Airport infrastructure the responsibility of government

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Gatesworth James, spokesperson of Civil Aviation, Marine, Transportation and the Ports for the Democratic National Alliance (DNA) says that Caribbean governments have been unfair to LIAT.
“Countries must invest in their own infrastructure. It is not for the airlines to pay for it. There are a number of other segments that benefit from a new airport. Why should you want to levy the cost of a new airport on the airlines? It is unfair. Traffic will drop because people respond negatively or positively to the cost of fares and pretty soon the airline will not be able to afford it,” James said.
He explained that when airlines first started being taxed in the early 1980s, it was for a specific purpose such as installations that enhanced safety and security, and airports would charge a small fee to offset the cost of that installation.
The DNA spokesman indicated that, in his opinion, governments are now applying a general tax on airlines to satisfy budgetary needs that should be serviced by other means. He concluded that governments seem to not have the will to change this practice since they seem to now budget the revenue collected from airlines and are therefore seemingly dependent on these funds.
He also recalled a period when governments did not want airlines to distinguish between taxes and fares. This gave the impression that the airlines had raised their prices when that was really not the case. Passengers now pay 30 percent to 40 percent of ticket prices in taxes.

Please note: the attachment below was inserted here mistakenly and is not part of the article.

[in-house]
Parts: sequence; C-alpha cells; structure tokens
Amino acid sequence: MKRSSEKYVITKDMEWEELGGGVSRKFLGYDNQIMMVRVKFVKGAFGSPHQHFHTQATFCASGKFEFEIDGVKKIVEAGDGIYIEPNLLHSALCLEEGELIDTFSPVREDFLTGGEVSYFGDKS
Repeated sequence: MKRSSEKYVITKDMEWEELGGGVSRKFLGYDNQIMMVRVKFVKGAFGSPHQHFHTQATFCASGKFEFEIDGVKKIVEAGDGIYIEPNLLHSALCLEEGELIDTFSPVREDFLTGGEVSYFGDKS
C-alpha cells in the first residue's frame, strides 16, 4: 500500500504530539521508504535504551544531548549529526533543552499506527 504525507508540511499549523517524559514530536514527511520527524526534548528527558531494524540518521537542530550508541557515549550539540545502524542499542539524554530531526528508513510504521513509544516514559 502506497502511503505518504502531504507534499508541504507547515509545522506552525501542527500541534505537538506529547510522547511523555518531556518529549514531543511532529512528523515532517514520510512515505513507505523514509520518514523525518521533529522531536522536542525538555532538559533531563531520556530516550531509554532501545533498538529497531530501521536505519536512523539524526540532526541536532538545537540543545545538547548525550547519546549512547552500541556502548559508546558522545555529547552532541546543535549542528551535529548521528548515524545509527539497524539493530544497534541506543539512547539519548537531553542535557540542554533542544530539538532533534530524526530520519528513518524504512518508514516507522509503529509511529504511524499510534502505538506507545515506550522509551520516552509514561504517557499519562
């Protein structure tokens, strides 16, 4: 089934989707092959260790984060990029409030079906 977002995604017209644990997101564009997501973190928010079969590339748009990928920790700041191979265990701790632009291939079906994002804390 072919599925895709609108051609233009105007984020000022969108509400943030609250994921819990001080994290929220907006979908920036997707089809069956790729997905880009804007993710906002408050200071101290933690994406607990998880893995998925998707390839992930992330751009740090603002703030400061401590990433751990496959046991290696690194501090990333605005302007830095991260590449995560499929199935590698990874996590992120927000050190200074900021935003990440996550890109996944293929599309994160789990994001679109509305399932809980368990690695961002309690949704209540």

James was adamant that the government of Antigua and Barbuda should lead the way in ensuring affordable travel via the regional carrier, LIAT.
Airline travel throughout the Caribbean is said to have dropped more than 30 percent since the turn of the century, according to James.
James’ sentiments mirror that of Dr. Keith Mitchell, the chairman of the Board of Directors of the Caribbean Development Bank.
Dr. Mitchell, during the opening ceremony of the 48th Annual Caribbean Development Bank (CDB) meeting in May, had said that governments should address the high cost of travel in the region.
He’d also said that he has “long advocated for the immediate need” to address the issue.
Mitchell also had reiterated the call he’d made at various heads of government conferences that heads should collectively agree to reduce airline ticket taxes and some other fees which are attached to intra-regional air travel.”
 Back in 2016, Prime Minister of Antigua and Barbuda, Gaston Browne, said that the structure of the regional aviation industry limits the extent to which Caricom heads of government can take action to lower the cost of intra-regional travel.
He had also said that he understood the frustration, but the very structure of air travel in particular is capital intensive, and that a single aircraft for LIAT may cost ‘twenty-something’ million dollars, and to have 10 of them is $200 million spread across a very limited population base.

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